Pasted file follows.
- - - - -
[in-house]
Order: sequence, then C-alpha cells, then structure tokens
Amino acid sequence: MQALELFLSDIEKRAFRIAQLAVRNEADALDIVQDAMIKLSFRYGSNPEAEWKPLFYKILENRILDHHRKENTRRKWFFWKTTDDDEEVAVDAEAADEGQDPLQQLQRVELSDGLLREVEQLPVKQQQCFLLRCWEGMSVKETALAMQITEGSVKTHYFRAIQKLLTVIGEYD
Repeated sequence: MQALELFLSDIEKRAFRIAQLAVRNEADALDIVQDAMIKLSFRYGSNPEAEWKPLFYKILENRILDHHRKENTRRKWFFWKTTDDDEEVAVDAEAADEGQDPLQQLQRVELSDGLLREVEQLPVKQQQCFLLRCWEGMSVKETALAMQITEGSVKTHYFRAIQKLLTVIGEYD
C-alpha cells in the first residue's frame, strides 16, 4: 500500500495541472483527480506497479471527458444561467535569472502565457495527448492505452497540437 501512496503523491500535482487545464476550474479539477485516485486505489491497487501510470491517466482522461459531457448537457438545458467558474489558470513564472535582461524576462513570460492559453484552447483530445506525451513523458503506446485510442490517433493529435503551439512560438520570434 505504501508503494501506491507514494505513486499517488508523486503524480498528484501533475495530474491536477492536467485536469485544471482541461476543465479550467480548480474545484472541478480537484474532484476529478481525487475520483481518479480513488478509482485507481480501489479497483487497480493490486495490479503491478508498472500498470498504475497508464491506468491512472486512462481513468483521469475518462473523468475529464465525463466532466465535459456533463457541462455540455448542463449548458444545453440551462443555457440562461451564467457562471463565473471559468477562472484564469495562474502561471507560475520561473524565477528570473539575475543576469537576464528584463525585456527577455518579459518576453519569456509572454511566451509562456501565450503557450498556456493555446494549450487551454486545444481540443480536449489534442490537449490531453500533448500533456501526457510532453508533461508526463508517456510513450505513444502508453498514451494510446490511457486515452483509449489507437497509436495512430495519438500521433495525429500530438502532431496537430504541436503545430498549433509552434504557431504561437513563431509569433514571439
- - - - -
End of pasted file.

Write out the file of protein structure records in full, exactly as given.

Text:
[in-house]
Order: sequence, then C-alpha cells, then structure tokens
Amino acid sequence: MQALELFLSDIEKRAFRIAQLAVRNEADALDIVQDAMIKLSFRYGSNPEAEWKPLFYKILENRILDHHRKENTRRKWFFWKTTDDDEEVAVDAEAADEGQDPLQQLQRVELSDGLLREVEQLPVKQQQCFLLRCWEGMSVKETALAMQITEGSVKTHYFRAIQKLLTVIGEYD
Repeated sequence: MQALELFLSDIEKRAFRIAQLAVRNEADALDIVQDAMIKLSFRYGSNPEAEWKPLFYKILENRILDHHRKENTRRKWFFWKTTDDDEEVAVDAEAADEGQDPLQQLQRVELSDGLLREVEQLPVKQQQCFLLRCWEGMSVKETALAMQITEGSVKTHYFRAIQKLLTVIGEYD
C-alpha cells in the first residue's frame, strides 16, 4: 500500500495541472483527480506497479471527458444561467535569472502565457495527448492505452497540437 501512496503523491500535482487545464476550474479539477485516485486505489491497487501510470491517466482522461459531457448537457438545458467558474489558470513564472535582461524576462513570460492559453484552447483530445506525451513523458503506446485510442490517433493529435503551439512560438520570434 505504501508503494501506491507514494505513486499517488508523486503524480498528484501533475495530474491536477492536467485536469485544471482541461476543465479550467480548480474545484472541478480537484474532484476529478481525487475520483481518479480513488478509482485507481480501489479497483487497480493490486495490479503491478508498472500498470498504475497508464491506468491512472486512462481513468483521469475518462473523468475529464465525463466532466465535459456533463457541462455540455448542463449548458444545453440551462443555457440562461451564467457562471463565473471559468477562472484564469495562474502561471507560475520561473524565477528570473539575475543576469537576464528584463525585456527577455518579459518576453519569456509572454511566451509562456501565450503557450498556456493555446494549450487551454486545444481540443480536449489534442490537449490531453500533448500533456501526457510532453508533461508526463508517456510513450505513444502508453498514451494510446490511457486515452483509449489507437497509436495512430495519438500521433495525429500530438502532431496537430504541436503545430498549433509552434504557431504561437513563431509569433514571439